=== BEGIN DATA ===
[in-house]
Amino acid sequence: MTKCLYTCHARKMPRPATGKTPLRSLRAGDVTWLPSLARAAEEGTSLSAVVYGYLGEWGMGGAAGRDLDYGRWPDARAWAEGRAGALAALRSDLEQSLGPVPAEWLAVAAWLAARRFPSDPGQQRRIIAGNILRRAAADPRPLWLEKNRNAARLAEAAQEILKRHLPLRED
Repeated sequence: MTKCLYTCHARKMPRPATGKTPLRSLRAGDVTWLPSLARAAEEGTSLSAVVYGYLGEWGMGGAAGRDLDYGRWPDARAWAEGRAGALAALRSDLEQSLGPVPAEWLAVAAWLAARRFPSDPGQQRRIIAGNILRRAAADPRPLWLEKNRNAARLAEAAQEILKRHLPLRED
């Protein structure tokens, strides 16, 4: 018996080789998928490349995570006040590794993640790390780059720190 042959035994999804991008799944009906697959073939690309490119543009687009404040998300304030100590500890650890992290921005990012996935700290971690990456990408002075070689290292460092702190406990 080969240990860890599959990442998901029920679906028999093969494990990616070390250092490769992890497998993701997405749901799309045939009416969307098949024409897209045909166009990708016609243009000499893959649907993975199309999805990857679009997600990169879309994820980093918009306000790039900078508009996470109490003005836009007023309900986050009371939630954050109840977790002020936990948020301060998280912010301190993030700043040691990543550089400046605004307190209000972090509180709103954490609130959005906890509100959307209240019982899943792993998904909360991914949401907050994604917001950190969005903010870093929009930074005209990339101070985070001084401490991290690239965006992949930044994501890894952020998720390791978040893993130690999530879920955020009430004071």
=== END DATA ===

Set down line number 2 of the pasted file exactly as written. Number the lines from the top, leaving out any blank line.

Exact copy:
Amino acid sequence: MTKCLYTCHARKMPRPATGKTPLRSLRAGDVTWLPSLARAAEEGTSLSAVVYGYLGEWGMGGAAGRDLDYGRWPDARAWAEGRAGALAALRSDLEQSLGPVPAEWLAVAAWLAARRFPSDPGQQRRIIAGNILRRAAADPRPLWLEKNRNAARLAEAAQEILKRHLPLRED